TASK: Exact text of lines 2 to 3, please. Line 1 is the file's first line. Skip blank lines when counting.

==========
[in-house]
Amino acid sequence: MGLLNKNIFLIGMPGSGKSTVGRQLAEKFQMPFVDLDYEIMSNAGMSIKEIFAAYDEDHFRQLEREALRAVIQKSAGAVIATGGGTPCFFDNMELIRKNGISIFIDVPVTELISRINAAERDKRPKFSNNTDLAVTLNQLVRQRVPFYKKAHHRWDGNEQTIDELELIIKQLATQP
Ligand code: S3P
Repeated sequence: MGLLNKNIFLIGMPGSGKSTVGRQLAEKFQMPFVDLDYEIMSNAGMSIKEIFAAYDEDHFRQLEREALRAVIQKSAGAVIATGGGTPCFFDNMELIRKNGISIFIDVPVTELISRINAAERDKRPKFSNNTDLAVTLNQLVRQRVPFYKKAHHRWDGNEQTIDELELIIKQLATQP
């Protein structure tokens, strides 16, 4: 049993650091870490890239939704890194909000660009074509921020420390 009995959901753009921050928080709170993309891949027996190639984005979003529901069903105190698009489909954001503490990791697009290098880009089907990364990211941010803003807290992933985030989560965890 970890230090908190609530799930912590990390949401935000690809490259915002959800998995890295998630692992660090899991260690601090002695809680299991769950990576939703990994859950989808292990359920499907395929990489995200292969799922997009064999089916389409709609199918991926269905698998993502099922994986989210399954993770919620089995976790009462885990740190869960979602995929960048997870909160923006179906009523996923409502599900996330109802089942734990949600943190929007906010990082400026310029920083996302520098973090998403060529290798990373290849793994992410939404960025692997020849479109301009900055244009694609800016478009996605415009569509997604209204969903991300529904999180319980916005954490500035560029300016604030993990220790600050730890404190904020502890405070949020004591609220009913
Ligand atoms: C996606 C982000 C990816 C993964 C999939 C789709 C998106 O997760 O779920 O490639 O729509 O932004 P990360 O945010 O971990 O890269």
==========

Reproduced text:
Amino acid sequence: MGLLNKNIFLIGMPGSGKSTVGRQLAEKFQMPFVDLDYEIMSNAGMSIKEIFAAYDEDHFRQLEREALRAVIQKSAGAVIATGGGTPCFFDNMELIRKNGISIFIDVPVTELISRINAAERDKRPKFSNNTDLAVTLNQLVRQRVPFYKKAHHRWDGNEQTIDELELIIKQLATQP
Ligand code: S3P